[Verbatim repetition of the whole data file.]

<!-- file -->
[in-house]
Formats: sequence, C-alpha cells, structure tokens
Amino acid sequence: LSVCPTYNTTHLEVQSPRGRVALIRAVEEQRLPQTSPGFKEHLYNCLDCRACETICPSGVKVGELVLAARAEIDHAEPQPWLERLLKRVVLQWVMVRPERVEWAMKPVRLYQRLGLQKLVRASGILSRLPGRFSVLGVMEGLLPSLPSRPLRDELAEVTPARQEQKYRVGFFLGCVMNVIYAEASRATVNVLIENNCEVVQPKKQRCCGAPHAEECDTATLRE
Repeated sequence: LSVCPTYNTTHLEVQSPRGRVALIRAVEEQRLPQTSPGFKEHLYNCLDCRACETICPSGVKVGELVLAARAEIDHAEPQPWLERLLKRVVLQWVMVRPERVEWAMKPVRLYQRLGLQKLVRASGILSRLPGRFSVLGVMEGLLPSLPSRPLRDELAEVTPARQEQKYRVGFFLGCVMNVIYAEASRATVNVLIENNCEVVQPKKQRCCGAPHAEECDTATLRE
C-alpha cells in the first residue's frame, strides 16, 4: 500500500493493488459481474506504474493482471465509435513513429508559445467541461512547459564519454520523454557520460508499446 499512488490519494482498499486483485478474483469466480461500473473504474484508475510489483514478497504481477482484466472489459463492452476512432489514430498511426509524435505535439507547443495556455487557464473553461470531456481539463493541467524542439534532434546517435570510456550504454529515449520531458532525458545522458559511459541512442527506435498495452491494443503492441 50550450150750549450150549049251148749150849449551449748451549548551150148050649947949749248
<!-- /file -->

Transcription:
[in-house]
Formats: sequence, C-alpha cells, structure tokens
Amino acid sequence: LSVCPTYNTTHLEVQSPRGRVALIRAVEEQRLPQTSPGFKEHLYNCLDCRACETICPSGVKVGELVLAARAEIDHAEPQPWLERLLKRVVLQWVMVRPERVEWAMKPVRLYQRLGLQKLVRASGILSRLPGRFSVLGVMEGLLPSLPSRPLRDELAEVTPARQEQKYRVGFFLGCVMNVIYAEASRATVNVLIENNCEVVQPKKQRCCGAPHAEECDTATLRE
Repeated sequence: LSVCPTYNTTHLEVQSPRGRVALIRAVEEQRLPQTSPGFKEHLYNCLDCRACETICPSGVKVGELVLAARAEIDHAEPQPWLERLLKRVVLQWVMVRPERVEWAMKPVRLYQRLGLQKLVRASGILSRLPGRFSVLGVMEGLLPSLPSRPLRDELAEVTPARQEQKYRVGFFLGCVMNVIYAEASRATVNVLIENNCEVVQPKKQRCCGAPHAEECDTATLRE
C-alpha cells in the first residue's frame, strides 16, 4: 500500500493493488459481474506504474493482471465509435513513429508559445467541461512547459564519454520523454557520460508499446 499512488490519494482498499486483485478474483469466480461500473473504474484508475510489483514478497504481477482484466472489459463492452476512432489514430498511426509524435505535439507547443495556455487557464473553461470531456481539463493541467524542439534532434546517435570510456550504454529515449520531458532525458545522458559511459541512442527506435498495452491494443503492441 50550450150750549450150549049251148749150849449551449748451549548551150148050649947949749248